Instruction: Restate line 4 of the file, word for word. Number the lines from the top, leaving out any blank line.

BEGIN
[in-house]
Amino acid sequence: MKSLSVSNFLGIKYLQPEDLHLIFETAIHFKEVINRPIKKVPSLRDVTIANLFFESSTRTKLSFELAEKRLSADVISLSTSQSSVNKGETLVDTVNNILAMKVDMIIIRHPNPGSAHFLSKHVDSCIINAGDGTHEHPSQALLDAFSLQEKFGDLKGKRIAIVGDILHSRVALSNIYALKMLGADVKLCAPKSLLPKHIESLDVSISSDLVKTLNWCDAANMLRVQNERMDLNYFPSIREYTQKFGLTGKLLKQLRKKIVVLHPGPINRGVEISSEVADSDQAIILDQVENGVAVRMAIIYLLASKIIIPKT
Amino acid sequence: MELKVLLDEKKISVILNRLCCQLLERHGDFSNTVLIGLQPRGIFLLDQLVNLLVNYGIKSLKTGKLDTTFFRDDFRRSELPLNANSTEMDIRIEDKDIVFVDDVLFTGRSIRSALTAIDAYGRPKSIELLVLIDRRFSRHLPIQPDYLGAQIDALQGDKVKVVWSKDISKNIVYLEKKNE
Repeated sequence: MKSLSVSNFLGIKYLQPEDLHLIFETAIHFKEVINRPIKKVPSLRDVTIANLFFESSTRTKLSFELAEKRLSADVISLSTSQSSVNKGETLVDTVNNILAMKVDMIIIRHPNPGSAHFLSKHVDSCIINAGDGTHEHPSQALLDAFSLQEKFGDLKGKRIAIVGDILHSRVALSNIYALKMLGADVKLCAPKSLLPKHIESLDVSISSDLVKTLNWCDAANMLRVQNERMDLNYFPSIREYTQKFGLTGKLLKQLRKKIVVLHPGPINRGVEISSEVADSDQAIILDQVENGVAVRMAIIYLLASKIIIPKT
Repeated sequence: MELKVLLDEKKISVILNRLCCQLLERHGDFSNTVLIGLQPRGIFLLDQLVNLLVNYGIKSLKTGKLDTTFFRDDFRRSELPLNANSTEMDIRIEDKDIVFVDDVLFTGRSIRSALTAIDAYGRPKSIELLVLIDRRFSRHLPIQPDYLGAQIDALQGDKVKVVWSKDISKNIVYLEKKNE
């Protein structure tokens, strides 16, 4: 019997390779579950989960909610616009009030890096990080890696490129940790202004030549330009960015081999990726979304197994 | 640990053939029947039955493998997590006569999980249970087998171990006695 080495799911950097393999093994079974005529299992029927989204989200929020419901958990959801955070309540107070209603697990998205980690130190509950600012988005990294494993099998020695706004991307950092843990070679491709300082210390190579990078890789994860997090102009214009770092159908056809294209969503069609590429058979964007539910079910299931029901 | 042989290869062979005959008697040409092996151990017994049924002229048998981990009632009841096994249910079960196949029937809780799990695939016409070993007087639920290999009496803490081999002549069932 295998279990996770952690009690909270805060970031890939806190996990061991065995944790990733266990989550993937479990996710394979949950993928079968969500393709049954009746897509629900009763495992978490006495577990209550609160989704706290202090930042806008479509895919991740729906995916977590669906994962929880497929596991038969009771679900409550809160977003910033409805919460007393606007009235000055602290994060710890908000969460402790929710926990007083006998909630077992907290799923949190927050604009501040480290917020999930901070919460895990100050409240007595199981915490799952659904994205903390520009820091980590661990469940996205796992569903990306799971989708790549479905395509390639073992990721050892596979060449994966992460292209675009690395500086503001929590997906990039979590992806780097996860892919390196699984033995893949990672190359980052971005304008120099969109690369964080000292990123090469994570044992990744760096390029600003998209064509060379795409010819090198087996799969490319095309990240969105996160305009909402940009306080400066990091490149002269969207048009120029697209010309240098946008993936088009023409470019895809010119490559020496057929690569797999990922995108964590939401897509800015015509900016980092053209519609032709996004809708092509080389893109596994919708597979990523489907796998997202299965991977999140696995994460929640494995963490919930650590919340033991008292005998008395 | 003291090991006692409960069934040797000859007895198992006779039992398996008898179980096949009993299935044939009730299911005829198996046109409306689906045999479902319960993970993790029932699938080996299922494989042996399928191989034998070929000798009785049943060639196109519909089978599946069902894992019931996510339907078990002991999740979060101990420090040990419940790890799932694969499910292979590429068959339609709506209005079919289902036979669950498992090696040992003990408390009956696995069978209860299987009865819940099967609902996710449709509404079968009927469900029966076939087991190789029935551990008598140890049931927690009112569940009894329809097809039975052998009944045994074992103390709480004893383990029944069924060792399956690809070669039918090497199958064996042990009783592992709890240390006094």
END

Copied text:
Repeated sequence: MKSLSVSNFLGIKYLQPEDLHLIFETAIHFKEVINRPIKKVPSLRDVTIANLFFESSTRTKLSFELAEKRLSADVISLSTSQSSVNKGETLVDTVNNILAMKVDMIIIRHPNPGSAHFLSKHVDSCIINAGDGTHEHPSQALLDAFSLQEKFGDLKGKRIAIVGDILHSRVALSNIYALKMLGADVKLCAPKSLLPKHIESLDVSISSDLVKTLNWCDAANMLRVQNERMDLNYFPSIREYTQKFGLTGKLLKQLRKKIVVLHPGPINRGVEISSEVADSDQAIILDQVENGVAVRMAIIYLLASKIIIPKT